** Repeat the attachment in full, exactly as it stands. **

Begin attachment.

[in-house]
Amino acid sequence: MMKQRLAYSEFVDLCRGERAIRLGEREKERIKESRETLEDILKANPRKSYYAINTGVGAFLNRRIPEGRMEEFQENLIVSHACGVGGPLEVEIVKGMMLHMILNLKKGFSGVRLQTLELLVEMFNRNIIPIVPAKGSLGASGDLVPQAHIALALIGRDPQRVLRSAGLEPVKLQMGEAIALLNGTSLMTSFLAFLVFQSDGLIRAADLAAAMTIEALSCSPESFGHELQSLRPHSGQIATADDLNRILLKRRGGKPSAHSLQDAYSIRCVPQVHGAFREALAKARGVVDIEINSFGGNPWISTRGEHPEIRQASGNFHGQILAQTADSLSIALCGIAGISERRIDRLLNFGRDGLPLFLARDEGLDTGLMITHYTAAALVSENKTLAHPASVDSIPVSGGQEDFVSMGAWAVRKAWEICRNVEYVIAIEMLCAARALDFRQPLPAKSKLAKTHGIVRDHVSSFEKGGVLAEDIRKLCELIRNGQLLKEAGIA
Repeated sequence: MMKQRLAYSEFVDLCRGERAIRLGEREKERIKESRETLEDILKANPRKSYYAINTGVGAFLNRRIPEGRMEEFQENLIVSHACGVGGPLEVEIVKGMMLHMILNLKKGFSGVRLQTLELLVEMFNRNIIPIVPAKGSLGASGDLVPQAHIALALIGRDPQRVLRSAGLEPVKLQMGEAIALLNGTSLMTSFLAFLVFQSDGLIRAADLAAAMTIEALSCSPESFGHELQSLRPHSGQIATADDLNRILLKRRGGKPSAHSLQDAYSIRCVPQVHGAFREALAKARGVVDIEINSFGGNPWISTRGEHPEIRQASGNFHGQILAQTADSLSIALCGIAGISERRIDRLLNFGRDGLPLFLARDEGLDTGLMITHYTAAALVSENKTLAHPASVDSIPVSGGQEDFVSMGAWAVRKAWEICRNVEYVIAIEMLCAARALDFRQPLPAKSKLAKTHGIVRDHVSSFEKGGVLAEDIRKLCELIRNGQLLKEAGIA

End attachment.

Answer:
[in-house]
Amino acid sequence: MMKQRLAYSEFVDLCRGERAIRLGEREKERIKESRETLEDILKANPRKSYYAINTGVGAFLNRRIPEGRMEEFQENLIVSHACGVGGPLEVEIVKGMMLHMILNLKKGFSGVRLQTLELLVEMFNRNIIPIVPAKGSLGASGDLVPQAHIALALIGRDPQRVLRSAGLEPVKLQMGEAIALLNGTSLMTSFLAFLVFQSDGLIRAADLAAAMTIEALSCSPESFGHELQSLRPHSGQIATADDLNRILLKRRGGKPSAHSLQDAYSIRCVPQVHGAFREALAKARGVVDIEINSFGGNPWISTRGEHPEIRQASGNFHGQILAQTADSLSIALCGIAGISERRIDRLLNFGRDGLPLFLARDEGLDTGLMITHYTAAALVSENKTLAHPASVDSIPVSGGQEDFVSMGAWAVRKAWEICRNVEYVIAIEMLCAARALDFRQPLPAKSKLAKTHGIVRDHVSSFEKGGVLAEDIRKLCELIRNGQLLKEAGIA
Repeated sequence: MMKQRLAYSEFVDLCRGERAIRLGEREKERIKESRETLEDILKANPRKSYYAINTGVGAFLNRRIPEGRMEEFQENLIVSHACGVGGPLEVEIVKGMMLHMILNLKKGFSGVRLQTLELLVEMFNRNIIPIVPAKGSLGASGDLVPQAHIALALIGRDPQRVLRSAGLEPVKLQMGEAIALLNGTSLMTSFLAFLVFQSDGLIRAADLAAAMTIEALSCSPESFGHELQSLRPHSGQIATADDLNRILLKRRGGKPSAHSLQDAYSIRCVPQVHGAFREALAKARGVVDIEINSFGGNPWISTRGEHPEIRQASGNFHGQILAQTADSLSIALCGIAGISERRIDRLLNFGRDGLPLFLARDEGLDTGLMITHYTAAALVSENKTLAHPASVDSIPVSGGQEDFVSMGAWAVRKAWEICRNVEYVIAIEMLCAARALDFRQPLPAKSKLAKTHGIVRDHVSSFEKGGVLAEDIRKLCELIRNGQLLKEAGIA